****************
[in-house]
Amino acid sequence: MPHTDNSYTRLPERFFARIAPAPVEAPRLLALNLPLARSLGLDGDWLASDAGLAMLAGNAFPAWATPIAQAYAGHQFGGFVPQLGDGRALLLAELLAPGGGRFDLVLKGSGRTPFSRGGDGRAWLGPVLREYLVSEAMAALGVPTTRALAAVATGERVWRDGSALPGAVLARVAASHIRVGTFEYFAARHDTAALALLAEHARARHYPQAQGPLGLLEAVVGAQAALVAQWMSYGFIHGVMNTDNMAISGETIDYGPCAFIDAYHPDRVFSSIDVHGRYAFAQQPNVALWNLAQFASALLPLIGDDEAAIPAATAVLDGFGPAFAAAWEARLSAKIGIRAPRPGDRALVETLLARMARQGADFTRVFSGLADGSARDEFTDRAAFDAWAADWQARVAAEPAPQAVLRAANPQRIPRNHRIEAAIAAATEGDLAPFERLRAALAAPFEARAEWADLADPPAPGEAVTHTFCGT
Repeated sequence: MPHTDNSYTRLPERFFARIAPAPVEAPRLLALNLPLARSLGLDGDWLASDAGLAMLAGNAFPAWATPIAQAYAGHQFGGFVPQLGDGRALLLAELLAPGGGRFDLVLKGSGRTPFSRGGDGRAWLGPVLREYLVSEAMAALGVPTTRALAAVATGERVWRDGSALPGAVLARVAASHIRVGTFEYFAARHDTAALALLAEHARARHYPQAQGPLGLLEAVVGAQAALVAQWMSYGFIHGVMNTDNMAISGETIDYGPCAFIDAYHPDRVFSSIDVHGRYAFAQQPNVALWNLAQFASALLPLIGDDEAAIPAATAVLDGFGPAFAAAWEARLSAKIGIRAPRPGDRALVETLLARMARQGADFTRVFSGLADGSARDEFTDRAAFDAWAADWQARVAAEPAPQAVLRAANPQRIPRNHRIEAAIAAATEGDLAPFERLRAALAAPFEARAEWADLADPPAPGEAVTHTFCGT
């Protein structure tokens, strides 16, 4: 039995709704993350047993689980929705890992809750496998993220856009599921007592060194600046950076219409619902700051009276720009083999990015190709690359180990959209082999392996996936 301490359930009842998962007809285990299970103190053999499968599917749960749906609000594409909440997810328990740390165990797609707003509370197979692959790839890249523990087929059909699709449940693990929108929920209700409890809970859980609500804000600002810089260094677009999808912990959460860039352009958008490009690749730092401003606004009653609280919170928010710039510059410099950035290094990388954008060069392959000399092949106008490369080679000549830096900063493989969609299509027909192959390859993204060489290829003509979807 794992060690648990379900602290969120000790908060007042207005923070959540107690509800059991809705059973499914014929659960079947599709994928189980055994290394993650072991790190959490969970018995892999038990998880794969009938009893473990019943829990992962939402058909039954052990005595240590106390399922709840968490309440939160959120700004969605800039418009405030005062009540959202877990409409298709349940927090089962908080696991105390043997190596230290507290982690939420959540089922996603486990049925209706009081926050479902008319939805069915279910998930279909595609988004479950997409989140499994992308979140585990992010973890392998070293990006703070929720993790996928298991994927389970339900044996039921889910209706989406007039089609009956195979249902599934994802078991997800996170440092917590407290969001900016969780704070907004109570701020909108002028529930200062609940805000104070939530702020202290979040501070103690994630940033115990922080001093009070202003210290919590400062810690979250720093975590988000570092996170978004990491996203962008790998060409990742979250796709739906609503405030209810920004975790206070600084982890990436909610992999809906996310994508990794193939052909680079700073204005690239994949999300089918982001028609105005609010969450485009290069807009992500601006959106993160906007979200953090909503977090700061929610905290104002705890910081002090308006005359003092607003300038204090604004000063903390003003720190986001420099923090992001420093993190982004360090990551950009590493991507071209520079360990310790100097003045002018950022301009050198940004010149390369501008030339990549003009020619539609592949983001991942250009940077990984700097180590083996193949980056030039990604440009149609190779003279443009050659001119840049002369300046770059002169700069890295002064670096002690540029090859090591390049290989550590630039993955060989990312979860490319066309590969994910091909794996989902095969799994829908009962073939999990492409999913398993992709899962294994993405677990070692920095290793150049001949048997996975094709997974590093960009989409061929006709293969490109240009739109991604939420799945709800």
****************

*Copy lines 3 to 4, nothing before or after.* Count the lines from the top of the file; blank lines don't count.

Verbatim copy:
Repeated sequence: MPHTDNSYTRLPERFFARIAPAPVEAPRLLALNLPLARSLGLDGDWLASDAGLAMLAGNAFPAWATPIAQAYAGHQFGGFVPQLGDGRALLLAELLAPGGGRFDLVLKGSGRTPFSRGGDGRAWLGPVLREYLVSEAMAALGVPTTRALAAVATGERVWRDGSALPGAVLARVAASHIRVGTFEYFAARHDTAALALLAEHARARHYPQAQGPLGLLEAVVGAQAALVAQWMSYGFIHGVMNTDNMAISGETIDYGPCAFIDAYHPDRVFSSIDVHGRYAFAQQPNVALWNLAQFASALLPLIGDDEAAIPAATAVLDGFGPAFAAAWEARLSAKIGIRAPRPGDRALVETLLARMARQGADFTRVFSGLADGSARDEFTDRAAFDAWAADWQARVAAEPAPQAVLRAANPQRIPRNHRIEAAIAAATEGDLAPFERLRAALAAPFEARAEWADLADPPAPGEAVTHTFCGT
């Protein structure tokens, strides 16, 4: 039995709704993350047993689980929705890992809750496998993220856009599921007592060194600046950076219409619902700051009276720009083999990015190709690359180990959209082999392996996936 301490359930009842998962007809285990299970103190053999499968599917749960749906609000594409909440997810328990740390165990797609707003509370197979692959790839890249523990087929059909699709449940693990929108929920209700409890809970859980609500804000600002810089260094677009999808912990959460860039352009958008490009690749730092401003606004009653609280919170928010710039510059410099950035290094990388954008060069392959000399092949106008490369080679000549830096900063493989969609299509027909192959390859993204060489290829003509979807 794992060690648990379900602290969120000790908060007042207005923070959540107690509800059991809705059973499914014929659960079947599709994928189980055994290394993650072991790190959490969970018995892999038990998880794969009938009893473990019943829990992962939402058909039954052990005595240590106390399922709840968490309440939160959120700004969605800039418009405030005062009540959202877990409409298709349940927090089962908080696991105390043997190596230290507290982690939420959540089922996603486990049925209706009081926050479902008319939805069915279910998930279909595609988004479950997409989140499994992308979140585990992010973890392998070293990006703070929720993790996928298991994927389970339900044996039921889910209706989406007039089609009956195979249902599934994802078991997800996170440092917590407290969001900016969780704070907004109570701020909108002028529930200062609940805000104070939530702020202290979040501070103690994630940033115990922080001093009070202003210290919590400062810690979250720093975590988000570092996170978004990491996203962008790998060409990742979250796709739906609503405030209810920004975790206070600084982890990436909610992999809906996310994508990794193939052909680079700073204005690239994949999300089918982001028609105005609010969450485009290069807009992500601006959106993160906007979200953090909503977090700061929610905290104002705890910081002090308006005359003092607003300038204090604004000063903390003003720190986001420099923090992001420093993190982004360090990551950009590493991507071209520079360990310790100097003045002018950022301009050198940004010149390369501008030339990549003009020619539609592949983001991942250009940077990984700097180590083996193949980056030039990604440009149609190779003279443009050659001119840049002369300046770059002169700069890295002064670096002690540029090859090591390049290989550590630039993955060989990312979860490319066309590969994910091909794996989902095969799994829908009962073939999990492409999913398993992709899962294994993405677990070692920095290793150049001949048997996975094709997974590093960009989409061929006709293969490109240009739109991604939420799945709800």